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Betta Bubble Nests: A Simple Guide to Ease Your Worries

Christy Caplan
Red Siamese fighting fish building a bubble nest

The betta bubble nest is a display of parental care. In most cases, the male betta constructs a bubble nest for the eggs out of mucus, air, and plant matter. With this in mind, the male Siamese Fighting Fish or betta splendens is the best-known anabantoid species and nest builder among hobbyists.

Betta Bubble Nest

Fish display a wide range of egg-laying behaviors. The anabantoid species includes all betta fish, and the male builds nests out of saliva to create mucus bubbles. This nest and plant material hold the eggs and ultimately the fish.

The Labyrinth Organ

This unique structure near the gills of anabantoids enables the fish to breathe atmospheric air directly. Male bettas don't just use this organ for breathing but for building too. The betta fish also use mucus and air to prevent the bubble nest from popping and breaking apart.

Males Construct Bubble Nests

Spawning occurs near the nest, and the female floats upside down while the male collects the eggs in its mouth and swims to the bubble nest. It is best to remove the female betta while the male guards the nest. The fish keeper may decide to keep the female in the tank if it is large.

Male crown tail Siamese fighting fishing building a bubble nest

Betta Bubble Nest Behavior

The males guard the nest and the fry (recently hatched fish). Male bettas may drive the females away after spawning and watch the nest alone.

Betta Blowing Bubbles

Other anabantoids exhibit bubble-nesting behavior. Bettas are not the only fish blowing bubbles. Some smaller fish prefer to make bubble nests in underwater caves.

  • Pearl Gouramis
  • Hoplos catfish
  • Paradise Fish
  • Giant Gourami

The Best Bubble Nest Fish

The popular Siamese Fighting Fish wins the title of best-known bubble nester. There are many notable features about this fish breed and reasons it is the best-known anabantoid fish among hobbyists. Betta splendens are known for beautiful color variations with 100 strains available.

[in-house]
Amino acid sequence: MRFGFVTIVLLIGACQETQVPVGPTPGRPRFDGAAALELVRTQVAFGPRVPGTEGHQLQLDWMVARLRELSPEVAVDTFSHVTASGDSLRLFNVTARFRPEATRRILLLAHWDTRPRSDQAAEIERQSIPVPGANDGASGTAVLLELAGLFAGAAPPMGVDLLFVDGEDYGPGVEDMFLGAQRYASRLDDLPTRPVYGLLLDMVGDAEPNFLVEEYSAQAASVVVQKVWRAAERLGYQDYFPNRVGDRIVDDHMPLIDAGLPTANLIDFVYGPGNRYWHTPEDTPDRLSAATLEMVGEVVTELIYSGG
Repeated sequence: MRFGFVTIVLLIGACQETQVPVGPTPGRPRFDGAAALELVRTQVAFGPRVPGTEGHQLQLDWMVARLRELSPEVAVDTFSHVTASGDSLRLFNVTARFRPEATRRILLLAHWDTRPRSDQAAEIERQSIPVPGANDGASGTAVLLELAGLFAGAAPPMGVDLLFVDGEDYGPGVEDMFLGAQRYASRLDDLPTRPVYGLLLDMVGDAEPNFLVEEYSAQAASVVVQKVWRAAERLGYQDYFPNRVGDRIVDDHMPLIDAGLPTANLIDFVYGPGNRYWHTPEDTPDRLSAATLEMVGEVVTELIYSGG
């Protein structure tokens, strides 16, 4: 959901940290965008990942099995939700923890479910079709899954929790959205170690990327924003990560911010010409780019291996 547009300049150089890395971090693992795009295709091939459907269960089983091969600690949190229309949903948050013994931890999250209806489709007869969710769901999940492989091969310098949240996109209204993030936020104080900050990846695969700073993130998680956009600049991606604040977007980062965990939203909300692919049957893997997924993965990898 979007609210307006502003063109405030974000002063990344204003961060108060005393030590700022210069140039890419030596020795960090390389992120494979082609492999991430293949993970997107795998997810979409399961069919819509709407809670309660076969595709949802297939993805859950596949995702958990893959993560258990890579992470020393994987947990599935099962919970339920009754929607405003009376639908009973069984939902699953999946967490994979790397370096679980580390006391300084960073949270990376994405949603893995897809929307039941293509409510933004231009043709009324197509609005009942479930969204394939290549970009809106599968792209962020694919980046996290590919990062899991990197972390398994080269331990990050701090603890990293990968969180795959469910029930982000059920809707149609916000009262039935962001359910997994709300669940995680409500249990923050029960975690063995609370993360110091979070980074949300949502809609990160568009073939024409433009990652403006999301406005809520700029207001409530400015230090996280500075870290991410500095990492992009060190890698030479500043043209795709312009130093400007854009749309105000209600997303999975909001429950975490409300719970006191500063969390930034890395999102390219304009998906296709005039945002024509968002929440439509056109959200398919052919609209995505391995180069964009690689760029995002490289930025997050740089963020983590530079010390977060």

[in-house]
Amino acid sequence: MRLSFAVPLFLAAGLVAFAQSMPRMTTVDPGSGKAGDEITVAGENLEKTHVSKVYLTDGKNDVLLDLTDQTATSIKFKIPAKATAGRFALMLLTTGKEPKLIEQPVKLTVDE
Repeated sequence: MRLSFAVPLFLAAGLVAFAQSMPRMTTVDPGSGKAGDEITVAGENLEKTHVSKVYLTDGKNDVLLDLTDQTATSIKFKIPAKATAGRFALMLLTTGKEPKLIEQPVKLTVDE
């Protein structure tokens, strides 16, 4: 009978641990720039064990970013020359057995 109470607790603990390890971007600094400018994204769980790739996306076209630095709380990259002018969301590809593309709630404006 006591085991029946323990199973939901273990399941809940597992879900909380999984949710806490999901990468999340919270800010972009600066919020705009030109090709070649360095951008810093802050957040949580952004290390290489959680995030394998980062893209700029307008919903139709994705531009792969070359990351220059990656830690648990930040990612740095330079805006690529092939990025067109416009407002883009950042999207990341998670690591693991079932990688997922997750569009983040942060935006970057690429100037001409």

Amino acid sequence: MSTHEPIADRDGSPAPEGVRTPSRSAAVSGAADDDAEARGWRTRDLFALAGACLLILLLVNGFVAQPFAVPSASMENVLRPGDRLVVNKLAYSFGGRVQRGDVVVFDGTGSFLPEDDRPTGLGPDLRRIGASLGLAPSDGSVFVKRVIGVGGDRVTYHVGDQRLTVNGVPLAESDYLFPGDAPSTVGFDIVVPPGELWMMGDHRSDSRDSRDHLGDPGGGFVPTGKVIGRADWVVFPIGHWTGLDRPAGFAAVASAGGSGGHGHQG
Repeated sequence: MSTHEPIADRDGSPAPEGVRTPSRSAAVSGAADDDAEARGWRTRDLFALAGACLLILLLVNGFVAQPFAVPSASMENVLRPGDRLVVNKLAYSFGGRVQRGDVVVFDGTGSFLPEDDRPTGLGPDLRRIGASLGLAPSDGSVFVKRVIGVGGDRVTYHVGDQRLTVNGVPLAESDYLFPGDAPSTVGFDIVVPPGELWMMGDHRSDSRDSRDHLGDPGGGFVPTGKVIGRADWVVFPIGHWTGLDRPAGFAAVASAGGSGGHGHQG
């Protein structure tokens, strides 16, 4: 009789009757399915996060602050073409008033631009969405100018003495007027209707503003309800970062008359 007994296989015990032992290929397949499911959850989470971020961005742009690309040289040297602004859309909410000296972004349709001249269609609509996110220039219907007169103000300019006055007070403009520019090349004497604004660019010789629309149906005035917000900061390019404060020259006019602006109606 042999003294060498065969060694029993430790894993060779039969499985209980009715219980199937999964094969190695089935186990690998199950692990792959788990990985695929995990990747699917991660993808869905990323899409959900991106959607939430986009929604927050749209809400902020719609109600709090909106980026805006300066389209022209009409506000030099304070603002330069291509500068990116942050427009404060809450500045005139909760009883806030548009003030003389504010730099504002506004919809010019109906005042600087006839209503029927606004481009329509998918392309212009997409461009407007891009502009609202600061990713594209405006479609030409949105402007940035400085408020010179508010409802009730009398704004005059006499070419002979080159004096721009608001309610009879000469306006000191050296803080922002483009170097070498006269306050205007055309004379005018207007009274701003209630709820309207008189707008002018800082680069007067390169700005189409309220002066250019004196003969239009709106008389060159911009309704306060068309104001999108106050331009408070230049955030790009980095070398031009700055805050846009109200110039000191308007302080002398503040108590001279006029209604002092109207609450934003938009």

• A Siamese Fighting Fish needs space, and small jars are not appropriate.
  • A single male may live with several females in a tank or a community tank.
  • Betta splendens are easy to care for but don't live very long.
  • These fish are not always ready for a fight, and actual conflict is the last resort.
  • Male bettas raise the fins and flare the gill to appear larger than life.

Bubble Nests Vary in Size

The size of a bubble nest may vary, and the fish species dictates the diameter and overall height. Giant Gourami bubble nests measure up to 20 inches in diameter and 10 inches in height.

Egg-Layers Versus Livebearers

Egg-layers practice external fertilization, and livebearers practice internal fertilization. As far as reproductive behavior, most fish fall into the egg-laying category.

Other Egg-Laying Behaviors

Fish display a range of egg-laying behavior beyond bubble nests. Some bettas are mouth-brooding, and the species with this egg-laying behavior is known for its sizeable oral cavity.

  • Egg-scattering: The female releases a large number of eggs at random.
  • Egg-depositing: A pair carefully picks the site where they can lay eggs.
  • Egg-burying: Species dwell in muddy pools, and the eggs lie dormant in dry mud and hatch.
  • Mouth-brooding: The parent fish take the eggs in its mouth and hold them there until they hatch.

Male Bettas Win Parent of the Year Award

It is clear why little jars are not appropriate for this fish species. Male bettas construct beautiful bubble nests from saliva and need space at the surface of the tank. All anabantoid species share this egg-laying behavior, but the Siamese Fighting Fish is the best-known bubble nest fish. There is no reason for concern when a nest appears at the surface. Blowing bubbles is perfectly normal behavior for bettas.

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Betta Bubble Nests: A Simple Guide to Ease Your Worries